Last week, drugmaker InterMune (NASDAQ:ITMN) announced its fourth-quarter earnings numbers and updated investors on the progress of its drug development pipeline.

2006 was a great year for InterMune. Shares jumped almost 75% after the company inked an awesome collaboration deal for its preclinical-stage hepatitis C virus (HCV) compound, ITMN-191. In addition, a Japanese firm reported positive study results for another drug that InterMune is developing.

The most interesting information to come out of the fourth-quarter conference call last week was the updated timeline for ITMN-191. Investors will be treated to the first efficacy results of the drug in HCV-infected patients in the second half of the year, when InterMune and partner Roche complete a phase 1b clinical study.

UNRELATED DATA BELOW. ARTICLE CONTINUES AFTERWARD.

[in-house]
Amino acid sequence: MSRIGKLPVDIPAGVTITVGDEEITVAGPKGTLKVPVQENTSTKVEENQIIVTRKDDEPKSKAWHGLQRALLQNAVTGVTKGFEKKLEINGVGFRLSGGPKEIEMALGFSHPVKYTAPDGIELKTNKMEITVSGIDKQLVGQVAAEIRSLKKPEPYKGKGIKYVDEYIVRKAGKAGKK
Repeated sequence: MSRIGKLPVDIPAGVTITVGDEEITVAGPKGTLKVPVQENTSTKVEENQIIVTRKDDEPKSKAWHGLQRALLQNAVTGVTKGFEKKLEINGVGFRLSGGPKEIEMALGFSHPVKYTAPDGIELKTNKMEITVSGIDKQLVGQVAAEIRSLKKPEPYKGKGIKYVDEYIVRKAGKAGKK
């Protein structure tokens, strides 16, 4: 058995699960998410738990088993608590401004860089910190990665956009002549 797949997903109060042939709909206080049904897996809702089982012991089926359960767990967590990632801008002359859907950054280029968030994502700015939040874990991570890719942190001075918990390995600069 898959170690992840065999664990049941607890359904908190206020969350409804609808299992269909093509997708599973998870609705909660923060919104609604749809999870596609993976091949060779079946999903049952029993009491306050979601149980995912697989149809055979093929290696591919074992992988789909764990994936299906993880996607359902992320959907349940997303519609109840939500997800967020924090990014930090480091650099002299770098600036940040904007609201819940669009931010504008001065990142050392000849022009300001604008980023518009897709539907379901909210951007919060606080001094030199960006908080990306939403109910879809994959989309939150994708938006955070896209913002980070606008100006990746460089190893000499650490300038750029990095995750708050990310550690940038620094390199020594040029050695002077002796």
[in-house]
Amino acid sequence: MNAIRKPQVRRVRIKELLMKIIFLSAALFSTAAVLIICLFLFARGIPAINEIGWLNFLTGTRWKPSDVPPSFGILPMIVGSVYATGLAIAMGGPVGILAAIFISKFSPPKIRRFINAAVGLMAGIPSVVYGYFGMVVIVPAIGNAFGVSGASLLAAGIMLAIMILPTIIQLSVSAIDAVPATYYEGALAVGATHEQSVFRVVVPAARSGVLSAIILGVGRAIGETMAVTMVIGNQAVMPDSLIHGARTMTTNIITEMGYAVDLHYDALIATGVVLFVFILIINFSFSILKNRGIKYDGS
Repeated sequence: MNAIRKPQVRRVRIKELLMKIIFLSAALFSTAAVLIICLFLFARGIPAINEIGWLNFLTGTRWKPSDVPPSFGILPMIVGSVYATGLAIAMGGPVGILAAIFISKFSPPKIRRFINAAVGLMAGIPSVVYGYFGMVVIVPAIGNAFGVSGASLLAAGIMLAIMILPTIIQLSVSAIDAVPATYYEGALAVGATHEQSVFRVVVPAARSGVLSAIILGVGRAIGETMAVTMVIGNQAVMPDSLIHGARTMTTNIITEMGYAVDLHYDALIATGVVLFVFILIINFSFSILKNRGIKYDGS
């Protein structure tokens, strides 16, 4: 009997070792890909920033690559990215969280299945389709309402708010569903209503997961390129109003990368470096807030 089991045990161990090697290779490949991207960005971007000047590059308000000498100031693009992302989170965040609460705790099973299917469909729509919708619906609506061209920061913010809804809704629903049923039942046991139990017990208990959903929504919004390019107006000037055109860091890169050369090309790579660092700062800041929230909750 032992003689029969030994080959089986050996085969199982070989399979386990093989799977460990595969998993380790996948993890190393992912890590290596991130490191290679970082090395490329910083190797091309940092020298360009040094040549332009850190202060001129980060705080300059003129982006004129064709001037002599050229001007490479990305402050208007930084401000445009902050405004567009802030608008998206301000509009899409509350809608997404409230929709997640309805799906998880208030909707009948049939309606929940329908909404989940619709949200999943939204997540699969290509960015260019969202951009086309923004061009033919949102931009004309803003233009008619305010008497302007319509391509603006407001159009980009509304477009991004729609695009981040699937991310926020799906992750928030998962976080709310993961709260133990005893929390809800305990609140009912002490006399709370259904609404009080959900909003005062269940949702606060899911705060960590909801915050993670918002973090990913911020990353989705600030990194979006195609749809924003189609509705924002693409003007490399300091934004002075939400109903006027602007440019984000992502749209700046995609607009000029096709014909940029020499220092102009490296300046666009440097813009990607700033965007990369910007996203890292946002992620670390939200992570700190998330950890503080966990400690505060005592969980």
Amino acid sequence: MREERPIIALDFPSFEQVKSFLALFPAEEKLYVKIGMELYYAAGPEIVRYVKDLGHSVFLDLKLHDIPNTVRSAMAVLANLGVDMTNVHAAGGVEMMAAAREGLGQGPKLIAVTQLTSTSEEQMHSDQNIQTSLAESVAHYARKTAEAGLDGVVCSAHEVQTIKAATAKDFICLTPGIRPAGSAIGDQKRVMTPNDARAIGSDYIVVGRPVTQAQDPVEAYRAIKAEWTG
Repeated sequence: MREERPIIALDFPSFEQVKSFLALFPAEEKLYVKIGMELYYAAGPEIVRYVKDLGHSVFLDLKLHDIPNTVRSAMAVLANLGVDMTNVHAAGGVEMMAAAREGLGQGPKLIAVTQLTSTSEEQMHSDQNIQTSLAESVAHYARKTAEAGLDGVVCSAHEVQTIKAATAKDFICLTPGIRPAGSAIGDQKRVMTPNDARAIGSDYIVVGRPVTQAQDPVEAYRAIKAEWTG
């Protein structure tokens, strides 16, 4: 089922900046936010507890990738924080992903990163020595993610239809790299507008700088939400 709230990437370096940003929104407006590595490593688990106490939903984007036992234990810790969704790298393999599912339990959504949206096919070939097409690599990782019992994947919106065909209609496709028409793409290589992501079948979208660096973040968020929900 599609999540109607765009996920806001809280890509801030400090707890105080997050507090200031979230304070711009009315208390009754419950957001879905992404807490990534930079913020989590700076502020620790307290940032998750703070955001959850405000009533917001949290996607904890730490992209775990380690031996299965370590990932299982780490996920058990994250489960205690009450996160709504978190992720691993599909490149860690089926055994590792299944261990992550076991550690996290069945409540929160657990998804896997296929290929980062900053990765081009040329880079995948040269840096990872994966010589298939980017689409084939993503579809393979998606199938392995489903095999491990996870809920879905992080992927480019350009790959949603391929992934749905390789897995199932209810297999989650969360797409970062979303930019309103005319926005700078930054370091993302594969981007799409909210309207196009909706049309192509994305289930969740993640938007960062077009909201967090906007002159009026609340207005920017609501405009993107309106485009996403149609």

InterMune's two compounds in development for the rare but very deadly disease idiopathic pulmonary fibrosis (IPF) are also progressing nicely. Phase 3 results from Actimmune are expected in January of 2008, and its other IPF program -- which caused shares to jump in December -- will complete phase 3 enrollment by the end of the year.

For small developing pharmaceutical companies, cash is lifeblood of the company. InterMune started this year with $215 million in cash and equivalents. Based on its revenue and expense guidance for the year, InterMune should burn through roughly $100 million this year, giving it approximately two more years of cash at this burn rate.

Whether InterMune's boom this year is positive or not will depend on the results of the ITMN-191 HCV study that comes out later in 2007.

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Fool contributor Brian Lawler owns shares of InterMune. The Fool has a disclosure policy.